It turns out that Project Pacific Circle was the last tour of duty my old passport would see, as its expiration date later this year loomed on the calendar. When it came time to renew, I not only found out what I’d need to do to put another ten years on my international travel clock; I also learned a few fascinating facts about passports that everyone should know!
When you want to get somewhere in the northeast, hopping a train is always an option. In California, cheap flights are fairly plentiful. If you want to travel around Florida, though, your options are limited. Amtrak covers the east coast of the state just twice a day, and at relatively odd hours, leaving the west coast uncovered. Flights into American’s hub in Miami are easy enough, even from as close as Orlando, thanks to the need to reposition foreign visitors from their Miami arrival point to the Magic Kingdom. If you’re looking to go elsewhere in the state, though, the solution is almost always to drive.
Though Governor Rick Scott put the kibosh on a high speed rail project the federal government wanted to fund within the state, even this option would have connected only Miami, Orlando and Tampa, leaving the Tallahassee, Fort Myers and Jacksonville areas out in the cold.
Just about 2.5 hours’ drive from Orlando, Jacksonville is far enough from the center of the state that enough trips will leave you craving a better solution than burning a tank of gas following the tiresome route of I-95 to I-4, but close enough and too thinly traveled to seriously entertain the thought of connecting flights. Jacksonville to Tallahassee is even worse: just a little longer than Jacksonville to Orlando by a watch’s objective measure, the trip seems to take days with nothing but endless trees lining I-10 for most of the drive.
And so it is: Florida’s most populous city, the largest city by landmass in North America, is cut off from the rest of the state because driving’s just a bit too convenient to merit any substantial improvement. Into this environment comes RedCoach, a new, luxury bus service seeking to ease the pain of yawn-inducing jaunts throughout Florida.
Luxury bus service might sound like an oxymoron, but RedCoach makes a fair case: its “First Class” buses have just 27 seats, in a 2×1 configuration. These are wide, plush chairs with a tremendous level of recline and a leg-rest that pulls into position from the seat ahead. Standard power outlets can be found ever couple rows, and RedCoach offers free Wi-Fi on its flights…errr, drives.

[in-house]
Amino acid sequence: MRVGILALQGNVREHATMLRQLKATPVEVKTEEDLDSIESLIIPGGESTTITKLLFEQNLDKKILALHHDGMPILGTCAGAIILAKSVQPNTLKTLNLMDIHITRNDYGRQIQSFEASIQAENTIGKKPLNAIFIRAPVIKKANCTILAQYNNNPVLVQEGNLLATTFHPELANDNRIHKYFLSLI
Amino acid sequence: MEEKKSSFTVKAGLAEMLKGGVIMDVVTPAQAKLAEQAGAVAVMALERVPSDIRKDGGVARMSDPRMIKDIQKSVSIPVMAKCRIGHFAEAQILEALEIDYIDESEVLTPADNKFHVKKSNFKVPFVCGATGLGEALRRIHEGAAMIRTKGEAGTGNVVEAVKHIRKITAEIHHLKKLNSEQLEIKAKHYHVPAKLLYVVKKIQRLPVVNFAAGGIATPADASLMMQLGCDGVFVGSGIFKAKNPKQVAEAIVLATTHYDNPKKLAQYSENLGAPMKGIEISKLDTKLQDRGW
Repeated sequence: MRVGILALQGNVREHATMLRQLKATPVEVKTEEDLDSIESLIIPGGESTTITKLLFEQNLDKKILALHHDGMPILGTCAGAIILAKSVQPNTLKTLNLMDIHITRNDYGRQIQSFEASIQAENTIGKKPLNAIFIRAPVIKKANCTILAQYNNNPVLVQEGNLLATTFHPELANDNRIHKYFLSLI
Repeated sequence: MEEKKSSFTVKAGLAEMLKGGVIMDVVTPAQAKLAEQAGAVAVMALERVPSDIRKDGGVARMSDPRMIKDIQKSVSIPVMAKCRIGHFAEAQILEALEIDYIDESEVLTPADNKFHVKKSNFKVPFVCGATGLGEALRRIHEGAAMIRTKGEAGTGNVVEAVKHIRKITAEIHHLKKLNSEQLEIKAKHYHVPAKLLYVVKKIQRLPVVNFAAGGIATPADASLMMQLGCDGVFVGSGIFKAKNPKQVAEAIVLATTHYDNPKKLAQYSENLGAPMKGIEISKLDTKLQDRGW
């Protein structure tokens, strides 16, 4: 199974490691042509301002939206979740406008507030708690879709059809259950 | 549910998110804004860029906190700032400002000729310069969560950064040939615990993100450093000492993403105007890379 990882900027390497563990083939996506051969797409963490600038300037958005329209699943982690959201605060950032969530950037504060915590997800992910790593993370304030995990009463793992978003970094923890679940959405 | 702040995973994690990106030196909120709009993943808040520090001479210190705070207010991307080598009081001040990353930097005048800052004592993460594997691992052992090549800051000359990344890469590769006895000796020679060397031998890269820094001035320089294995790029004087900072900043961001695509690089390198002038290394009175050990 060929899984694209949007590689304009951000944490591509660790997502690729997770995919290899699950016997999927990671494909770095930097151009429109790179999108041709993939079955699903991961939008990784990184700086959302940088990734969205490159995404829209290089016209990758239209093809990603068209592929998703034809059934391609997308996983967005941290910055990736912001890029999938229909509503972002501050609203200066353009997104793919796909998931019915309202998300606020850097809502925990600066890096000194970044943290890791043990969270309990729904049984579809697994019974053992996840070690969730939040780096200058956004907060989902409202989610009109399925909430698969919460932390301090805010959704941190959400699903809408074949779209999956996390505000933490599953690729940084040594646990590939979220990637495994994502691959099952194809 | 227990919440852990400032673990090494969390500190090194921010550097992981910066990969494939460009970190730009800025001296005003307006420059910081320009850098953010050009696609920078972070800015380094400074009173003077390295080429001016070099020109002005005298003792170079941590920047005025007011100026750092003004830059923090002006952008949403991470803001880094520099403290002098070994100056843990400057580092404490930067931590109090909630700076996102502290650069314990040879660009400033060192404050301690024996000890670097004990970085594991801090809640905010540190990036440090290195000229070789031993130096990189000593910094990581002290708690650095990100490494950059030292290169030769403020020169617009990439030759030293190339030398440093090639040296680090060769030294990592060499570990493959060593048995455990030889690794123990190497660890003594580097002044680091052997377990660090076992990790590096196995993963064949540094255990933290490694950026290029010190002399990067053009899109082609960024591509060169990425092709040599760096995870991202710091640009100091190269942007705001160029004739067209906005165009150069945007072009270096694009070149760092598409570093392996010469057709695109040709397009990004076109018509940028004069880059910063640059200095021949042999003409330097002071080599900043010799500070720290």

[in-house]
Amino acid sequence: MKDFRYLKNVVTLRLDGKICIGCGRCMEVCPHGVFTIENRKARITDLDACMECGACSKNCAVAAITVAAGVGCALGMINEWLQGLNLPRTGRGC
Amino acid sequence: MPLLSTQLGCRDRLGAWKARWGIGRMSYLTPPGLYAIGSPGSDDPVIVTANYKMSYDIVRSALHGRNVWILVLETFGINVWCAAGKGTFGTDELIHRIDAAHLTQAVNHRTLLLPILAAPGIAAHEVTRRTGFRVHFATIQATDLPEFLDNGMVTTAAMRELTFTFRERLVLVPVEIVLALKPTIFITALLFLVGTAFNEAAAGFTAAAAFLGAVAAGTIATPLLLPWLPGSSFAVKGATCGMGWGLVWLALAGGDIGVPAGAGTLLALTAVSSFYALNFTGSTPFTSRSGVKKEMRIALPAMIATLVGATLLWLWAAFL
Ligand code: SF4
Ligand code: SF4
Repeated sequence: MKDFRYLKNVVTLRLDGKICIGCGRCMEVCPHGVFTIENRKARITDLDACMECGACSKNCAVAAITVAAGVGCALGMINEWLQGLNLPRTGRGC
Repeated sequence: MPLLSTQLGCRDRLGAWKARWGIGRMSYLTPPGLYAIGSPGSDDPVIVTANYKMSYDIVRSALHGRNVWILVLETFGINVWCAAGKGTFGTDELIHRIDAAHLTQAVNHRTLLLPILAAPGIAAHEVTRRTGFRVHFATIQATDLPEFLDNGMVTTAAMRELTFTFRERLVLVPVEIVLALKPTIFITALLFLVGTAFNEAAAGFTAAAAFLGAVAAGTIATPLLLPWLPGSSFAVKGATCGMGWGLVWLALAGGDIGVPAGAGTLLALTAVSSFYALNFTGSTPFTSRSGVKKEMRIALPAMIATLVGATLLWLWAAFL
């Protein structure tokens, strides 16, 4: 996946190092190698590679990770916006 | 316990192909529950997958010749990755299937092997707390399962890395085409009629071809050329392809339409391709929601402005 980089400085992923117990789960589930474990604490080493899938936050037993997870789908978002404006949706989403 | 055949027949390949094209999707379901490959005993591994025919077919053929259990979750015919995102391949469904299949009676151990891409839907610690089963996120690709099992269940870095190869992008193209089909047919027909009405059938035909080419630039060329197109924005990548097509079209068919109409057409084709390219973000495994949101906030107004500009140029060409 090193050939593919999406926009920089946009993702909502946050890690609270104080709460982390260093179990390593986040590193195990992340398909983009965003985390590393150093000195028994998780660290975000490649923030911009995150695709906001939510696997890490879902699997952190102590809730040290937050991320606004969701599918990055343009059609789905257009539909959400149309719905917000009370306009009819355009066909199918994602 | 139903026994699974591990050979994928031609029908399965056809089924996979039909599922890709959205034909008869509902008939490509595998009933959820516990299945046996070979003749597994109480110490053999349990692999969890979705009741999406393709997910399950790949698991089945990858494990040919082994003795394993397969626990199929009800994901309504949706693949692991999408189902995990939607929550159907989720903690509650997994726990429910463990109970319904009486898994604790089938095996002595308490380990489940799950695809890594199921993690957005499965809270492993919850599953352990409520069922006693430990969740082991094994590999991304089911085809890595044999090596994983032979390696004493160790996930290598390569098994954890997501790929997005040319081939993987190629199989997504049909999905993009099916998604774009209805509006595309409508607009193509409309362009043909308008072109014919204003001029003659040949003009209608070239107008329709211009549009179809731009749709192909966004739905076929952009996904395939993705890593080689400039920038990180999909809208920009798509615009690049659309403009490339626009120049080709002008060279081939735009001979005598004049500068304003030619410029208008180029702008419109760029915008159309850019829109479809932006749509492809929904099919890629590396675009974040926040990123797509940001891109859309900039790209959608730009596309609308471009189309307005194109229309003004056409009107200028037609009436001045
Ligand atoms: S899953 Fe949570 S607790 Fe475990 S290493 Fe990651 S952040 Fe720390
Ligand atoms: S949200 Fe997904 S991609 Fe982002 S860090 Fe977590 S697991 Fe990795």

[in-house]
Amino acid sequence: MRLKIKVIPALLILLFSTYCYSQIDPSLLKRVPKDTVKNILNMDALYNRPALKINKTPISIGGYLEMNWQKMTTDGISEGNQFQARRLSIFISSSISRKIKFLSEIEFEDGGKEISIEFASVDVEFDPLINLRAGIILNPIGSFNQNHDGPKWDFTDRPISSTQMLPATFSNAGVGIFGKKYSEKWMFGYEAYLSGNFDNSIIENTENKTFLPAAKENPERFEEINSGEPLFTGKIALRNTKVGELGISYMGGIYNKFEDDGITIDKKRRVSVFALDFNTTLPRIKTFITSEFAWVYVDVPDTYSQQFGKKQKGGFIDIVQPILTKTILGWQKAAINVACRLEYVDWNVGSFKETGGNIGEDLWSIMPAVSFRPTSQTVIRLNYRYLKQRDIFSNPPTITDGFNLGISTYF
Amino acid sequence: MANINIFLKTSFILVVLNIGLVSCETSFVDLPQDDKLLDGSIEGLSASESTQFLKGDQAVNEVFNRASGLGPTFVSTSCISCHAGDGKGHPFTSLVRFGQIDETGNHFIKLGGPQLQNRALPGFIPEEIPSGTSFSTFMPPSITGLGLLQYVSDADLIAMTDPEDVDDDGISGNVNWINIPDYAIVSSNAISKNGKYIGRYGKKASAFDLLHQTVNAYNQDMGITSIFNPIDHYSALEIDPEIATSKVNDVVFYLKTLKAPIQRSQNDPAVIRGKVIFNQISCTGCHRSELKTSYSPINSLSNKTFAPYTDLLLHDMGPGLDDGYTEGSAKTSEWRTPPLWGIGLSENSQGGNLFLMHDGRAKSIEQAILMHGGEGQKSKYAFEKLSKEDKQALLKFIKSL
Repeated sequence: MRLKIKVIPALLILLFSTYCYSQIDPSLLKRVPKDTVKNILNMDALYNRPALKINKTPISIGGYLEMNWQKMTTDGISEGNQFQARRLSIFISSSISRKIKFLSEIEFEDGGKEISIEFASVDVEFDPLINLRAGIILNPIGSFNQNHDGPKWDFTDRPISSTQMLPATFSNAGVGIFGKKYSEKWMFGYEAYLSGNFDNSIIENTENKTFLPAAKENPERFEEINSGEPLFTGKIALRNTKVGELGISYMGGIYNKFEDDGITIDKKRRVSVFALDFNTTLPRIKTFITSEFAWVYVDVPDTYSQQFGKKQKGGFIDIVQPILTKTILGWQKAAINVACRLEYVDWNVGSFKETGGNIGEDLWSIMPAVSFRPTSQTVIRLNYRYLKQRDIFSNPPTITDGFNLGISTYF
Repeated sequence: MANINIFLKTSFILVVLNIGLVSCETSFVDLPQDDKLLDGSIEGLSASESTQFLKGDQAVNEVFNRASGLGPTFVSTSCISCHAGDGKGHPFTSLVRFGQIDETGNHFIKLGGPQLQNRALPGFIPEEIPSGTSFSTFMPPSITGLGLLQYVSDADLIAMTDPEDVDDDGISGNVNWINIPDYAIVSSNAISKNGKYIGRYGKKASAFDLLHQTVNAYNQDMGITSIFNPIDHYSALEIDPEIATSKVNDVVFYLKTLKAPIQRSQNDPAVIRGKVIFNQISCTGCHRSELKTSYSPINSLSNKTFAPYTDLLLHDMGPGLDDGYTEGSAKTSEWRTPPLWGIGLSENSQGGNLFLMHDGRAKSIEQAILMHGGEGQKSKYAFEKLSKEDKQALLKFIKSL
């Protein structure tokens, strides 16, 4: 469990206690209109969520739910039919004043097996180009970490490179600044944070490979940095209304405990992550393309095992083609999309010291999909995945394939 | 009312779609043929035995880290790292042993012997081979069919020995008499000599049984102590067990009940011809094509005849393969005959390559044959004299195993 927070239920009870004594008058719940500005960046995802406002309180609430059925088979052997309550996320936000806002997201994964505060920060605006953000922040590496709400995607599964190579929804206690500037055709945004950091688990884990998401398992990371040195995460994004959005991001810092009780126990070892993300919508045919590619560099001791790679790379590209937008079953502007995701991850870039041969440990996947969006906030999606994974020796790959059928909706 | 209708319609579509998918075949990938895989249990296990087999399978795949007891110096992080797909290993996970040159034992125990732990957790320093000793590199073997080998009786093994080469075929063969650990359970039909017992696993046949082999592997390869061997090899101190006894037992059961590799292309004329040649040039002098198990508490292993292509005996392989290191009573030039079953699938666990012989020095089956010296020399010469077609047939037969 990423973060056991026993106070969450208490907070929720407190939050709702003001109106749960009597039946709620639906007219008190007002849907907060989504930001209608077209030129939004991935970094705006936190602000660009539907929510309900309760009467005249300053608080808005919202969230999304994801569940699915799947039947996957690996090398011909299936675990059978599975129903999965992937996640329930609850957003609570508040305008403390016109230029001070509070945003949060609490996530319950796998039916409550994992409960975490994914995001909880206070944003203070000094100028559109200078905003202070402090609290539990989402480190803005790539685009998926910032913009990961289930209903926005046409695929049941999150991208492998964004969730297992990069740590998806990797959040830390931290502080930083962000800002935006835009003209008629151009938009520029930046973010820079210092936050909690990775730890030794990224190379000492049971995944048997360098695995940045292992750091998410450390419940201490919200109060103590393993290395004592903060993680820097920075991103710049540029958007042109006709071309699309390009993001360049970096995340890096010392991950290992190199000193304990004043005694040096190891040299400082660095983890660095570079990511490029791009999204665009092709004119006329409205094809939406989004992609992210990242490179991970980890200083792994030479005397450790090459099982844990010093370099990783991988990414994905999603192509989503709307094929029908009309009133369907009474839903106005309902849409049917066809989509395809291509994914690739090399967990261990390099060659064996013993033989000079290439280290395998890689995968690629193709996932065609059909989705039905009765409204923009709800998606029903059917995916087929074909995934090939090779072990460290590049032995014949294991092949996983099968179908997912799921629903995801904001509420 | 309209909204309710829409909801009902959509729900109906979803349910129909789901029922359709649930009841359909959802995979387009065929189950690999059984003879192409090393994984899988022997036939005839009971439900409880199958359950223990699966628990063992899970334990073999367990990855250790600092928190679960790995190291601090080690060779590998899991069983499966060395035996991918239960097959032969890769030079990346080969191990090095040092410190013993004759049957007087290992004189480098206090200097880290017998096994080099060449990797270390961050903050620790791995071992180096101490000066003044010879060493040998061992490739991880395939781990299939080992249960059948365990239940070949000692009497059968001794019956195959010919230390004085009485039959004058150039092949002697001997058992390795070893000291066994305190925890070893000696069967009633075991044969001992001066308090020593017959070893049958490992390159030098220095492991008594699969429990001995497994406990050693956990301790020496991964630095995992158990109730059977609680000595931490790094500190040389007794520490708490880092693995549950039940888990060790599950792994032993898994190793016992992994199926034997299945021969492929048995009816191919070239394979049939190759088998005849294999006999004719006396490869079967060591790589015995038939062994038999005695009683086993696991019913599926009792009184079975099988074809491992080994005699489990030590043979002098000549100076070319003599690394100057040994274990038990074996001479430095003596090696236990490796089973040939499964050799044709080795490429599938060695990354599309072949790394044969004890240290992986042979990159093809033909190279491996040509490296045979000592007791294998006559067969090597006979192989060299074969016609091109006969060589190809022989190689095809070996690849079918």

RedCoach offers service throughout the state, finally offering a way to get from Jacksonville to Orlando without driving. As Orlando is RedCoach’s hub, you may continue on from there to a variety of other destinations.
In the Orlando area, that means a fleet of shuttles ready to whisk you to any of the major hotels at Walt Disney World, Universal Studios, International Drive or Kissimmee, or even out to Port Canaveral’s cruise ships for a measly $5 up-charge.
I rode with RedCoach to Orlando and back for a 24 hour trip last week to see if riding the bus was really more convenient than simply driving myself and was surprised with what I found:
Reader Debra wants to travel from Florida to South Africa for a honeymoon. She’s never been out of the country and has only taken one vacation in recent memory. She’s a private school kindergarten teacher and wants to make this trip happen with her newlywed husband before life gets too complicated.
Though her 19,810 Delta SkyMiles and 8,557 Southwest Rapid Rewards points are better than nothing, trips to South Africa from North America require such a substantial outlay of points that we’re essentially starting from scratch. Today, we’ll take a look at which programs offer the best values to South Africa and how folks like Debra can most easily begin amassing the miles needed to cover such a trip.
Expanding Our Horizons
We might normally restrict our search to the most popular US frequent flyer programs in some cases. South Africa, however, is often an extraordinarily expensive destination from a miles and points perspective, rivaled only by jaunts to the South Pacific. As such, we’ve widened the scope of our search to include many more programs than usual, including most transfer partners available to the Ultimate Rewards and Membership Rewards programs.
Here’s a broad chart of possibilities in Economy and Business Class, sorted least-to-most by Economy Class: